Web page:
* They can employ their infamous Christian revisionism skills to make slavery sound like just a slightly-more-onerous fast-food McJob. By redefining terms for all they’re worth and ignoring actual scholarship on the issue, by relying only on apologetics authors who suffer the same cognitive dissonance and willful ignorance they do, these Christians can soothe themselves by telling themselves that no no, slavery “back then” was totally different from slavery in the modern era. This is not true. Slavery might have some very superficial differences between then and now, but it is still the owning of another human being. An enslaved man or woman could be and was beaten, killed (or almost so, according to the Bible–mighty kind of them there, quite the prince, that god), sexually violated, and treated with any kind of cruelty, and liberal Christians themselves know that ancient slavery wasn’t different enough from modern slavery for us to ignore it as a Biblical atrocity (also see this link for a more elaborate explanation of why slavery apologetics is such a pernicious lie). Or they can completely misunderstand or mischaracterize how slavery worked in the Bible and in ancient societies, like claiming that all slaves got freed after 7 years so YAY! GO YAHWEH!–when no, it was actually just Hebrew men who’d enslaved themselves over debt problems who were so lucky. In this way, fundagelicals can feel like they’re on the right side of history, and can still view the Bible as a timeless moral code and advice book–and their god as an omnimax being–even when all the real evidence points away from those conclusions.

* They can drill down on slavery by adopting it completely into their worldview. Hey, if it was good enough for Moses and Jesus, shouldn’t it be good enough for Christians today? Slavery has some deep affinities with fundagelical thinking, and indeed, even in the 1800s, Christians were quite torn on the topic, with some opposing slavery and some wholeheartedly supporting it. And let’s not forget that it was Renaissance Christians, with papal approval, who began the practice of enslaving Africans in the first place. In the more modern era, I’ve mentioned before that fundagelical Christians genuinely regard being “slaves for Christ” as a good thing, and constantly talk about this slavery in a good light. They regard women’s rights as “the curse of independence” and modern conceptualizations of liberty and personal rights as bad things that tempt people away from the true freedom–which is, again, slavery to Christ. I personally, as in with my own two pretty pink ears, heard liberty and human rights called slavery more times than I can possibly count; these things are regarded as slavery as well, but to the world. Slavery to Christ was good, but slavery to the world was obviously bad. And everybody was a slave to something, even if they didn’t realize it or denied it. And, too, because slavery and race are so intertwined, it really plays to the racism inherent in the right wing mindset. Given this worldview, it’s not very surprising that fundagelical Christians put their feet in their mouths as often as they do about slavery, implying or even outright stating that things were sooooo much better back then when everybody knew their place and lamenting that nobody knows their place anymore (and of course white Christians’ place was way up at the top of the heap).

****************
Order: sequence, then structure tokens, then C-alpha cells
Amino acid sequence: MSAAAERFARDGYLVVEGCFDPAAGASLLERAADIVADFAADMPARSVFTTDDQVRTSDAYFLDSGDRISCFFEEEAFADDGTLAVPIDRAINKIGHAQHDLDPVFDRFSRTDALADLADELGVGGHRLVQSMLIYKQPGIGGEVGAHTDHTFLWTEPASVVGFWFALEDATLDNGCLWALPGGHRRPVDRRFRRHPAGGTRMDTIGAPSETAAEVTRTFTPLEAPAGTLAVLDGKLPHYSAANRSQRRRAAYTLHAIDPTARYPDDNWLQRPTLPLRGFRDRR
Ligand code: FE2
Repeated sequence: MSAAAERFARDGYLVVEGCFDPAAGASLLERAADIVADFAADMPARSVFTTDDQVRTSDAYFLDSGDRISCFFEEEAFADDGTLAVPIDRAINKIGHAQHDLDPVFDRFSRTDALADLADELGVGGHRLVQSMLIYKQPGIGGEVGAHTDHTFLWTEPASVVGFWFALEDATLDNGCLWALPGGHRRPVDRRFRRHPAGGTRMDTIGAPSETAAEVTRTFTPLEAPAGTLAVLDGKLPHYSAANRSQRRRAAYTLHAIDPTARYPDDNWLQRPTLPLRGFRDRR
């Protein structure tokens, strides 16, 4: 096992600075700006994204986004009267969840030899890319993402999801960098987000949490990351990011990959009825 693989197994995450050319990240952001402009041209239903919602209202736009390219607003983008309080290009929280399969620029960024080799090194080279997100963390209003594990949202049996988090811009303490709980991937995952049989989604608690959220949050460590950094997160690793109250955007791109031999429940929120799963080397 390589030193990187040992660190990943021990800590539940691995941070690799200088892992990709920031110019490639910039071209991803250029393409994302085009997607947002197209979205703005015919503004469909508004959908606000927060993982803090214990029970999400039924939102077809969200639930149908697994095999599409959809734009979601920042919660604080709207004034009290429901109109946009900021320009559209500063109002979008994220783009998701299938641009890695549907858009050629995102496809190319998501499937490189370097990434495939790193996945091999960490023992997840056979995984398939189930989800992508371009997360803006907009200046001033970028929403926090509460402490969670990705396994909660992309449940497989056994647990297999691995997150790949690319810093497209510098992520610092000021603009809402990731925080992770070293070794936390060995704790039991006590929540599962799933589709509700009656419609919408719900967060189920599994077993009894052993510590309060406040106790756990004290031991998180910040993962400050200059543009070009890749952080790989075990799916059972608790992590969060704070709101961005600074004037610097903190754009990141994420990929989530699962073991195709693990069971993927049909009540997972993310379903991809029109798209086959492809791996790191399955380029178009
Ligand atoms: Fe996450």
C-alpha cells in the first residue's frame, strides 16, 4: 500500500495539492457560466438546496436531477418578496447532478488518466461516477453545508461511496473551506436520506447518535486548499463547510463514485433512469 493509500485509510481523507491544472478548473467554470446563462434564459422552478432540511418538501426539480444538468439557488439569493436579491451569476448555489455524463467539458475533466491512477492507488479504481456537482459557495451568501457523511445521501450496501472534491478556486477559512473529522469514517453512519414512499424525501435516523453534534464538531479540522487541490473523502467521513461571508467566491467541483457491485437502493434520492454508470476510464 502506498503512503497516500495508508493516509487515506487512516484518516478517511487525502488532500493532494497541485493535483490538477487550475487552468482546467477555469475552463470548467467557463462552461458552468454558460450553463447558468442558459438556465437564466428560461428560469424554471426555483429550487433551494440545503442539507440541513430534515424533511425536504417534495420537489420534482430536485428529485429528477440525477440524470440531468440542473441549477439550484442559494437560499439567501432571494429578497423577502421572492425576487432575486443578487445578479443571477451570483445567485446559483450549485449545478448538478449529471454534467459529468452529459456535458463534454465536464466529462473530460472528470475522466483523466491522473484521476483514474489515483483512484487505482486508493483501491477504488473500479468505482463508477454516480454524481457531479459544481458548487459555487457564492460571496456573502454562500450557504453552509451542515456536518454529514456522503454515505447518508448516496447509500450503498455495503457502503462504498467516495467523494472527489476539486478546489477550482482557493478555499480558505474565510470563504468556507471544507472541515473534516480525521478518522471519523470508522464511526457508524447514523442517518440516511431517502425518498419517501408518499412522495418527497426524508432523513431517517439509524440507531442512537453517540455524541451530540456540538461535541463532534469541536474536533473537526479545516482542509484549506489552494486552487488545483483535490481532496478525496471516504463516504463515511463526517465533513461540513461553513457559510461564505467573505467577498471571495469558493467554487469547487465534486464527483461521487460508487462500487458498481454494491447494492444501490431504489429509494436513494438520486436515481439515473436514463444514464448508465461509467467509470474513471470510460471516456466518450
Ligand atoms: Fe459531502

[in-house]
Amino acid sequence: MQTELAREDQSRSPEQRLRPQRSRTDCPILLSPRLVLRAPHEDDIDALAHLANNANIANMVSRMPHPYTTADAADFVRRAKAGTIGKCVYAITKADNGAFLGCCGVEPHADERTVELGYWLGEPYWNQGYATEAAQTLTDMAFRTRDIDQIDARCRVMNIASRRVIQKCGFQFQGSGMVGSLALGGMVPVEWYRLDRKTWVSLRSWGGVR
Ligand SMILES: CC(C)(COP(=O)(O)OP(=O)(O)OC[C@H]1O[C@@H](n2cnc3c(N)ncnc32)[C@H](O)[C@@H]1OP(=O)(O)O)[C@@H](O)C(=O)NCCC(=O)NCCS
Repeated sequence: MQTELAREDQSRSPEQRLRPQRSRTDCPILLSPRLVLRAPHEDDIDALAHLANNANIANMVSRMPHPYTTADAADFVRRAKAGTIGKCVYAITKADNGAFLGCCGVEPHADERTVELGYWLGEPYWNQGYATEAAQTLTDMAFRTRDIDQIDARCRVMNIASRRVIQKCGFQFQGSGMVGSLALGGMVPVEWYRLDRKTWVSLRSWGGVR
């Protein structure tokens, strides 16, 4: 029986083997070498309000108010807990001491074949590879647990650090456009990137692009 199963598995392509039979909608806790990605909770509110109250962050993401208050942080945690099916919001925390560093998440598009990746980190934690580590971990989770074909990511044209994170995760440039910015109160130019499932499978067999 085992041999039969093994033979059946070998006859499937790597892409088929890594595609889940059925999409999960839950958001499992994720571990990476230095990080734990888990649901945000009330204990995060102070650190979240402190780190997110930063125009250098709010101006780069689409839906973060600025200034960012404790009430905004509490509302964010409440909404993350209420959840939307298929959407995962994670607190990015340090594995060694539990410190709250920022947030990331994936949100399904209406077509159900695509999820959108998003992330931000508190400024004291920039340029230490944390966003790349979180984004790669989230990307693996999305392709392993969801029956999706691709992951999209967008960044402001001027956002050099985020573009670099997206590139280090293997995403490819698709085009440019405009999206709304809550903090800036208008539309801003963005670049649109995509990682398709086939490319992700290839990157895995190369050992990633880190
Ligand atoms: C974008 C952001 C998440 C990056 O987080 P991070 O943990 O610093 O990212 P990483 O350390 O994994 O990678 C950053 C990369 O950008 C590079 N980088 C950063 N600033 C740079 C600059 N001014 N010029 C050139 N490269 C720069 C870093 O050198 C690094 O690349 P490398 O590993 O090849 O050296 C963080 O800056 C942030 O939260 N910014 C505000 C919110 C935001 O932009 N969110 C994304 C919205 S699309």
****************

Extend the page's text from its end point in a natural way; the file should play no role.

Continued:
I didn’t realize how pervasive these last two approaches were until a few months ago. One lone Christian asked to be a Facebook friend of mine, and because he was the mutual friend-of-a-friend, I accepted. He had the standard operating toxic-Christian mindset including LGBTQ demonization, “love the sin and hate the sinner”–er, I meant “love the sinner and hate the sin,” misogyny-as-the-bonus-plan, a dependence on Faux Noise for his news, a serious case of Ayn Randian “screw all y’all, I’ma get mine” faux-libertarianism, and all the rest of the Fundagelical Package Deal, but one day he messaged me to ask me to go look at a blog essay he’d written.